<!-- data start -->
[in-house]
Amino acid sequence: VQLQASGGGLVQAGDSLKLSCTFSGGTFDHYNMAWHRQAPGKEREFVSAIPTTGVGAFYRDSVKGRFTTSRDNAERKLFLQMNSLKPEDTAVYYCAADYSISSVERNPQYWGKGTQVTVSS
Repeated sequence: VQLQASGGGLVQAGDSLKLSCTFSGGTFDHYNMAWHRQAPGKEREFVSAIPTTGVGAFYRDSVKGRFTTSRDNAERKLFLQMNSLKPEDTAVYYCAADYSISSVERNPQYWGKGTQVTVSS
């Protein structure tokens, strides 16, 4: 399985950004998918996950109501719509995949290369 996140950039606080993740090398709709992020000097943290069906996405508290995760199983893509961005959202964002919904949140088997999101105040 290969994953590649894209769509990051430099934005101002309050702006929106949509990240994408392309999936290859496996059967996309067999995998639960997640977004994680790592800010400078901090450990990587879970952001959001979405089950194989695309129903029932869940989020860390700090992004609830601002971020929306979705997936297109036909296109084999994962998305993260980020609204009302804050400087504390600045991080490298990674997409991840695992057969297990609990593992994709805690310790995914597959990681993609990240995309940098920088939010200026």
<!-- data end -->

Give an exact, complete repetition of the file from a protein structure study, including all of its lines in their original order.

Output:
[in-house]
Amino acid sequence: VQLQASGGGLVQAGDSLKLSCTFSGGTFDHYNMAWHRQAPGKEREFVSAIPTTGVGAFYRDSVKGRFTTSRDNAERKLFLQMNSLKPEDTAVYYCAADYSISSVERNPQYWGKGTQVTVSS
Repeated sequence: VQLQASGGGLVQAGDSLKLSCTFSGGTFDHYNMAWHRQAPGKEREFVSAIPTTGVGAFYRDSVKGRFTTSRDNAERKLFLQMNSLKPEDTAVYYCAADYSISSVERNPQYWGKGTQVTVSS
């Protein structure tokens, strides 16, 4: 399985950004998918996950109501719509995949290369 996140950039606080993740090398709709992020000097943290069906996405508290995760199983893509961005959202964002919904949140088997999101105040 290969994953590649894209769509990051430099934005101002309050702006929106949509990240994408392309999936290859496996059967996309067999995998639960997640977004994680790592800010400078901090450990990587879970952001959001979405089950194989695309129903029932869940989020860390700090992004609830601002971020929306979705997936297109036909296109084999994962998305993260980020609204009302804050400087504390600045991080490298990674997409991840695992057969297990609990593992994709805690310790995914597959990681993609990240995309940098920088939010200026």